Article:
And, Lynda, your use of the questions about what's normal and who are you is great. I always thought that other people had those questions figured out (or in the case of What's Normal, that people didn't question that because they felt fine, not ill at ease as I always have).
There's a great Self-Esteem book, "Healing Your Emotional Self," by Engel, as well as one that I think of as a classic, "Self-Esteem," by McKay and Fanning, as well as (for women), "The Courage to Be Yourself," by Thoele.
For me, 'Normal' has come to be "anything that stems from my true self and which I feel comfortable about, no matter whose "rules" I appear to be breaking. Spontaneous and free are things I feel when I'm in my 'Normal' zone - unencumbered by my own thinking/rethinking/analyzing my actions.
I like your personal definitions too. Especially the phrase "freely and unashamedly"!
Getting to 'Normal' felt odd at times--scary. Saying No to my parents? SCARY. It's one of those 'fake it till you make it' deals...defending my boundaries and saying No felt "unnatural," but not because it was 'bad,' simply because it was new. You know?
Thanks for the dialog!
Amy Eden

amy eden said...

P.S., Another book that has been hugely helpful to me in terms of family-of-origin work that has had positive impact on my new relationships is a book by Gilbert, "Extraordinary Relationships." It's a bit psychology, but it's still accessible. The point I drew from it was that if we are to change in a fundamental way, that we must do so with our families of origin; doing it at the root, so to speak, with hit all our branches. This puts an end to re-enacting our family dynamics -- because we alter our part of the family dynamic. The theory made complete sense to me.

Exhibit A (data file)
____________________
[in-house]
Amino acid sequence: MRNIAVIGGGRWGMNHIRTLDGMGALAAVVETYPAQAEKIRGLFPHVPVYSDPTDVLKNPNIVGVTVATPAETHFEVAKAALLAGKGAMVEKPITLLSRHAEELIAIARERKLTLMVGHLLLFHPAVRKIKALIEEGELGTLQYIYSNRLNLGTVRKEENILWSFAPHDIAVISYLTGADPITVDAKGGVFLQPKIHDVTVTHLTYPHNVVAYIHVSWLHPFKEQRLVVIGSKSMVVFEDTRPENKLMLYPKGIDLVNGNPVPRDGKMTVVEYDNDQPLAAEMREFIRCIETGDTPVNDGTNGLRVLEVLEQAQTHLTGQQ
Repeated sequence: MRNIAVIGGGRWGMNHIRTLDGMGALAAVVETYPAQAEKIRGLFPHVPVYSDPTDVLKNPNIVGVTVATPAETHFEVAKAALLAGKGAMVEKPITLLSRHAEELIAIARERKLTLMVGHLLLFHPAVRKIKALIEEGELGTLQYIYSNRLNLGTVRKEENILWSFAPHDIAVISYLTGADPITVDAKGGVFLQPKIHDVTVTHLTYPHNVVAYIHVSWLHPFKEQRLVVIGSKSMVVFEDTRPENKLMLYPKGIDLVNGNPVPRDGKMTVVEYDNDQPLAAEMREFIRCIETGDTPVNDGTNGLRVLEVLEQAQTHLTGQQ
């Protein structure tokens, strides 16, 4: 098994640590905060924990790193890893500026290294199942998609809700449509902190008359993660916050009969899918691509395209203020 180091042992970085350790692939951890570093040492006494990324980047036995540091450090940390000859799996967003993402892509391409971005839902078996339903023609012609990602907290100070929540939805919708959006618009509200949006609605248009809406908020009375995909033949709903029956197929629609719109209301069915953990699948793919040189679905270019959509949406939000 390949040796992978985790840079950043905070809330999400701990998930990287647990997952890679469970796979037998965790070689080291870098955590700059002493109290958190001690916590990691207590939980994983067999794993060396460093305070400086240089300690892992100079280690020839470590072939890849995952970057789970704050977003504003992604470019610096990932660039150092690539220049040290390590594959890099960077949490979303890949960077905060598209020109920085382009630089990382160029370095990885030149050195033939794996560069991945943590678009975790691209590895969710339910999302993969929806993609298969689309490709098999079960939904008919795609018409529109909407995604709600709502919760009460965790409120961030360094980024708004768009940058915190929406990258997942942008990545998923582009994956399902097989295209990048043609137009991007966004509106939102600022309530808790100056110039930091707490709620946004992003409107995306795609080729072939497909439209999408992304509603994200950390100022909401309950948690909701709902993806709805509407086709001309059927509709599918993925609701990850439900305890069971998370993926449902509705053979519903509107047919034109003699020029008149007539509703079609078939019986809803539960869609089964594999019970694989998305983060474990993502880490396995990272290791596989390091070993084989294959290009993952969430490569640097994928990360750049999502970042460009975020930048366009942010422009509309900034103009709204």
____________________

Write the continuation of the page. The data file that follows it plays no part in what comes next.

It's $10 on Amazon -
http://www.amazon.com/gp/product/047134690X?ie=UTF8&tag=guwhnois-20&linkCode=xm2&camp=1789&creativeASIN=047134690X

It's not for post-trauma survivors, per se, nor alcoholic parent survivors, per se -- it's for anyone who survived childhood and wants to re-map, re-wire dysfunctional patterns.
(I think I'll dust off my copy and give it another spin, come to think of it. Always fun to read over what I highlighted in prior years.) --AE

Susan said...

@Lynda - right back atcha!

@Amy - "Normal is being equal"...great short version of the description of what normal is! And this is actually one of those things that worked to do the "fake it till you make it" on. There were times I'd be literally shaking in my boots but those were the times I grew into owning my own self as I stood my ground against the onslaught of those who would rather I stayed in their version of "normal".

Thanks for sharing the book suggestions!